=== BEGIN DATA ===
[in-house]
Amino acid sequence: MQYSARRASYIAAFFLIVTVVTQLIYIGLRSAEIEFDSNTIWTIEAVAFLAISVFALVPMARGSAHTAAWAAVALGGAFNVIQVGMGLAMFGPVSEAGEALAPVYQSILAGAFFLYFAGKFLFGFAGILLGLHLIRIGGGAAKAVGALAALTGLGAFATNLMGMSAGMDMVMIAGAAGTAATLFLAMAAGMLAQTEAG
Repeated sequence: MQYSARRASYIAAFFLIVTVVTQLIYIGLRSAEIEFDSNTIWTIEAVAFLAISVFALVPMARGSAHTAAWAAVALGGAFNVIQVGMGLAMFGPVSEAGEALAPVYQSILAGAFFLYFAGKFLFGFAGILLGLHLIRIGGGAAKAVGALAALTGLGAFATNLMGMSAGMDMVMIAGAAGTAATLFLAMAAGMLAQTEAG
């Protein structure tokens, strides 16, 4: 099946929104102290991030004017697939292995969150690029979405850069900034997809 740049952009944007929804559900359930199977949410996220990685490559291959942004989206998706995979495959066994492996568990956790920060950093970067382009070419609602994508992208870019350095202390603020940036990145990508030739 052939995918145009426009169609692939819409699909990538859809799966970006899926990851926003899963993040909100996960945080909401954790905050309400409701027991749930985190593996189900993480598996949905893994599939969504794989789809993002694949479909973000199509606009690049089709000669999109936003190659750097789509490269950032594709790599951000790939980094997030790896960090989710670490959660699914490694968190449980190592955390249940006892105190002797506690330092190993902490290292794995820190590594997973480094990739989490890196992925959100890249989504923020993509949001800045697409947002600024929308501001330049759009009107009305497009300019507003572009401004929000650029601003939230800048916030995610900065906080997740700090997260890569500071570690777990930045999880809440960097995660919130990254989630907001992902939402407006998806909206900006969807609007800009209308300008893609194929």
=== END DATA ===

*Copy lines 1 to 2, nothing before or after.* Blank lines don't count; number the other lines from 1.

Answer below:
[in-house]
Amino acid sequence: MQYSARRASYIAAFFLIVTVVTQLIYIGLRSAEIEFDSNTIWTIEAVAFLAISVFALVPMARGSAHTAAWAAVALGGAFNVIQVGMGLAMFGPVSEAGEALAPVYQSILAGAFFLYFAGKFLFGFAGILLGLHLIRIGGGAAKAVGALAALTGLGAFATNLMGMSAGMDMVMIAGAAGTAATLFLAMAAGMLAQTEAG